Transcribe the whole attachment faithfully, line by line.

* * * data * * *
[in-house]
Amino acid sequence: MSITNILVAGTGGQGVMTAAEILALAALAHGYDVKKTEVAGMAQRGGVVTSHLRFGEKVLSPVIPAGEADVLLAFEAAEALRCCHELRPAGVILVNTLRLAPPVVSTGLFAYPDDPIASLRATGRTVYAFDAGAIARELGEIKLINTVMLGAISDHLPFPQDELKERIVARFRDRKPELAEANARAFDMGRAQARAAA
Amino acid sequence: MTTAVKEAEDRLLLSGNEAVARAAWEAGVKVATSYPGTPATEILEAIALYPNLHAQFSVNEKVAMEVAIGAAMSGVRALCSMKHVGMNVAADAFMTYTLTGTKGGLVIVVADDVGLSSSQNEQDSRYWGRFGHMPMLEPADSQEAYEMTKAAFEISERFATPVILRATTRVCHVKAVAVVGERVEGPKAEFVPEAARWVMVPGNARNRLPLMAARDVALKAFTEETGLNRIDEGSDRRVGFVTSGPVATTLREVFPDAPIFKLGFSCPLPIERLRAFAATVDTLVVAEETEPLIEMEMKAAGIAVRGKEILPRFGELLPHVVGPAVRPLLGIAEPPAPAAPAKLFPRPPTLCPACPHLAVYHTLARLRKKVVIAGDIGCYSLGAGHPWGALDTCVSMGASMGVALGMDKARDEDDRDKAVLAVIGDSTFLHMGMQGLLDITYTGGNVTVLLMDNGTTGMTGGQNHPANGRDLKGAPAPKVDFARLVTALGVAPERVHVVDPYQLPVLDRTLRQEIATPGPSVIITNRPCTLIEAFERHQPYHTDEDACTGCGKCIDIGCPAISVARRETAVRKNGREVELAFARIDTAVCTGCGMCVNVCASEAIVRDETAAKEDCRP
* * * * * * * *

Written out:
[in-house]
Amino acid sequence: MSITNILVAGTGGQGVMTAAEILALAALAHGYDVKKTEVAGMAQRGGVVTSHLRFGEKVLSPVIPAGEADVLLAFEAAEALRCCHELRPAGVILVNTLRLAPPVVSTGLFAYPDDPIASLRATGRTVYAFDAGAIARELGEIKLINTVMLGAISDHLPFPQDELKERIVARFRDRKPELAEANARAFDMGRAQARAAA
Amino acid sequence: MTTAVKEAEDRLLLSGNEAVARAAWEAGVKVATSYPGTPATEILEAIALYPNLHAQFSVNEKVAMEVAIGAAMSGVRALCSMKHVGMNVAADAFMTYTLTGTKGGLVIVVADDVGLSSSQNEQDSRYWGRFGHMPMLEPADSQEAYEMTKAAFEISERFATPVILRATTRVCHVKAVAVVGERVEGPKAEFVPEAARWVMVPGNARNRLPLMAARDVALKAFTEETGLNRIDEGSDRRVGFVTSGPVATTLREVFPDAPIFKLGFSCPLPIERLRAFAATVDTLVVAEETEPLIEMEMKAAGIAVRGKEILPRFGELLPHVVGPAVRPLLGIAEPPAPAAPAKLFPRPPTLCPACPHLAVYHTLARLRKKVVIAGDIGCYSLGAGHPWGALDTCVSMGASMGVALGMDKARDEDDRDKAVLAVIGDSTFLHMGMQGLLDITYTGGNVTVLLMDNGTTGMTGGQNHPANGRDLKGAPAPKVDFARLVTALGVAPERVHVVDPYQLPVLDRTLRQEIATPGPSVIITNRPCTLIEAFERHQPYHTDEDACTGCGKCIDIGCPAISVARRETAVRKNGREVELAFARIDTAVCTGCGMCVNVCASEAIVRDETAAKEDCRP